The first reviews for Star Trek: Discovery are in – and things are looking very good indeed.

The series premieres Sunday, September 24 on CBS in the US and on Monday, September 25 on Netflix in the UK.

But before then, the first two episodes debuted at the show’s world première in Los Angeles on Tuesday evening (September 19) – and the lucky attendees were quick to heap praise on the forthcoming sci-fi series, which stars The Walking Dead‘s Sonequa Martin Green, Jason Isaacs and Michelle Yeoh.

Sonequa, who plays Spock’s half-sister Michael Burnham, drew particular praise from enraptured audiences, who were left wanting more episodes after the premiere was over.

Steady on. We haven’t even seen episode one yet.

Discovery is the first new Trek show in more than a decade, and fans will be watching this weekend’s premiere closely to see how it manages the weighty expectations that come with any new entry in one of the most storied science fiction franchises of all time.

The show is set chronologically in an era of Star Trek following Star Trek: Enterprise, but before the 1960 Star Trek that fans now refer to as The Original Series. Discovery is a rare new piece of Trek media that takes place in the franchise’s original continuity, instead of in the spinoff “Kelvin Timeline” of the big-budget J.J. Abrams films that have served as the only new Star Trek properties for the last decade.

Adding to that pressure is the worrying amount of behind-the-scenes drama that has plagued Discovery. The show has been delayed multiple times from its original January 2017 release date, and now that it’s launching, CBS is still only planning to air half the first season, with the rest of the episodes slated for January 2018. Discovery’s original show runner, Dead Like Me and Pushing Daisies creator Bryan Fuller, left the project after clashing with CBS executives over budget, production schedule, crew choice, and the intriguing idea of Discovery being an anthology series instead of the serialized show CBS preferred. And CBS as a network just doesn’t seem to have faith in the show. CBS Interactive CEO Jim Lanzone commented to Recode’s Peter Kafka that he doesn’t think science fiction shows work on TV these days, and CBS isn’t allowing any reviews of the show in advance, which is never an encouraging sign.

Still, after all these years away from the airwaves, it’s hard to not be excited about a new Star Trek show. Here’s what you need to know to get ready for the première.



Discovery will focus on a new ship — the eponymous USS Discovery and its crew, set in an era where the Federation and the Klingon Empire are embroiled in a cold war, with tensions rising on both sides of the conflict. While the creative team has been fairly quiet about revealing information about the show, we know it’s set around 10 years before The Original Series.


The main character of the show is — in a first for Star Trek — not the captain of the Discovery, but First Officer Michael Burnham (played by Sonequa Martin-Green). We know from the trailers that Burnham was raised by Sarek (Spock’s father) after her parents died in a Klingon attack.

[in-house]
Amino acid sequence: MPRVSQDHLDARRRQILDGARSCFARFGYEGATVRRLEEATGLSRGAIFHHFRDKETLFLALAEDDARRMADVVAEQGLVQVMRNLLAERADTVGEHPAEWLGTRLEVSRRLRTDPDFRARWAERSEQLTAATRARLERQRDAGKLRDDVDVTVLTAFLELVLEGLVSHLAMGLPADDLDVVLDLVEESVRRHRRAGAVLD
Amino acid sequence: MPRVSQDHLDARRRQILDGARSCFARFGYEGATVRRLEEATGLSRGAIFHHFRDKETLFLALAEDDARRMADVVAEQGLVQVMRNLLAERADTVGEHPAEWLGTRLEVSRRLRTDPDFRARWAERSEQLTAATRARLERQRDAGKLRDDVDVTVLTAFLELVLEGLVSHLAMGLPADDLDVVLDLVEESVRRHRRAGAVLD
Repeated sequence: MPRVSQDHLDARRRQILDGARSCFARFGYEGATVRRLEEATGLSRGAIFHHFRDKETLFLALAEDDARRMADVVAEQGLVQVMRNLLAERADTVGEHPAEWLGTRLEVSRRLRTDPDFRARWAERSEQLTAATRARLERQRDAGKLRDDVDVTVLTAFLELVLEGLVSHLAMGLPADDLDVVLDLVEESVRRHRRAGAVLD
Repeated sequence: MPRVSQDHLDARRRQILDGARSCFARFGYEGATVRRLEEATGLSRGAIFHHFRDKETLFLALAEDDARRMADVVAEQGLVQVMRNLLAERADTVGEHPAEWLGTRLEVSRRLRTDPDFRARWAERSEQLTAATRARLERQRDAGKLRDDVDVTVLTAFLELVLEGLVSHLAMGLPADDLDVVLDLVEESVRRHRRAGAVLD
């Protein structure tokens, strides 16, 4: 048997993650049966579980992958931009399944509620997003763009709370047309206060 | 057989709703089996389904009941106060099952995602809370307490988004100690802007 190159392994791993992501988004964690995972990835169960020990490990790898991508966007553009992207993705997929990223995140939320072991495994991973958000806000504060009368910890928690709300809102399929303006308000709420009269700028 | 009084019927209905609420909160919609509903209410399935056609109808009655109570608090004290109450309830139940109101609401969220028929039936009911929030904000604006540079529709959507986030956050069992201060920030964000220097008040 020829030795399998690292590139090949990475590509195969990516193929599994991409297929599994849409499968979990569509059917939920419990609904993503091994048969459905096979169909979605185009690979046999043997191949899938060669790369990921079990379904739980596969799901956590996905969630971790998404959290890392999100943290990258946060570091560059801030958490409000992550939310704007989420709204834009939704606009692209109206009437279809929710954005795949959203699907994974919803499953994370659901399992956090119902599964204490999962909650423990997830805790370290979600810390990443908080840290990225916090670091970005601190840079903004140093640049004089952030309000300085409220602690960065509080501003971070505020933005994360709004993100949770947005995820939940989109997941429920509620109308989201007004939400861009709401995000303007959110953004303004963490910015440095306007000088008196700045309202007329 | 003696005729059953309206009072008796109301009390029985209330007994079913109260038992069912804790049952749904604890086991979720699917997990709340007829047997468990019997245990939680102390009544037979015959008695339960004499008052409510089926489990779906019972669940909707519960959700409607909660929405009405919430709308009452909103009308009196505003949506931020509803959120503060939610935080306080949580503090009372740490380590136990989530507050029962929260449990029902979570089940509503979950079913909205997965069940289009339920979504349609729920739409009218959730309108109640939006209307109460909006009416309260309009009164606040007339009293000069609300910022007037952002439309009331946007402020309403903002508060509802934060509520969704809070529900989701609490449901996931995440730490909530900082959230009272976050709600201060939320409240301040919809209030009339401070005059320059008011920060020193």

Burnham was the first human to attend the Vulcan Learning Center and Vulcan Science Academy, and she serves on the USS Shenzhou at the start of the series, under Captain Philippa Georgiou (Michelle Yeoh).

At some point, though, Burnham ends up on the Discovery, where she also serves as first officer under Captain Gabriel Lorca (Jason Isaacs, of Harry Potter movie series fame), and alongside Saru (Guillermo del Toro’s favorite monster actor, Doug Jones), a member of a new species known as the Kelpiens. As the trailer bluntly points out, Kelpiens are a race that evolved to “sense death.”

The main antagonist of the series is T’Kuvma (Chris Obi), the leader of a Klingon sect who hopes to unite the Klingon empire under one banner, although the details on his plan — and how it will affect the tenuous political relationship between the Empire and the Federation — are yet to be revealed.


CBS is experimenting with Discovery’s release strategy. The first episode airs on the actual CBS channel at around 8:30PM ET / 5:30PM PT on Sunday, September 20th. (The start time is subject to change depending on whether the NFL football game beforehand ends on time, therefore pushing 60 Minutes later.)

The rest of the series will only be available on CBS’s digital subscription service, CBS All Access, which costs $5.99 per month, or $9.99 per month for commercial-free streaming. That includes the second episode, which will air online immediately after the first episode ends on Sunday night. Discovery is meant to be one of the flagship series for All Access, alongside The Good Fight, a sequel series to The Good Wife. CBS is clearly counting on Star Trek fans to help drive subscriptions for the new service.

The first eight episodes of Discovery are scheduled to launch exclusively on CBS All Access, at a rate of one per week through Sunday, November 5th. They’ll be available for streaming on the service once they’ve aired. The second half of the season is planned to hit All Access at some point in January 2018.

Full release to the rest of the world will be regional mainly through Netflix (check schedules in your area)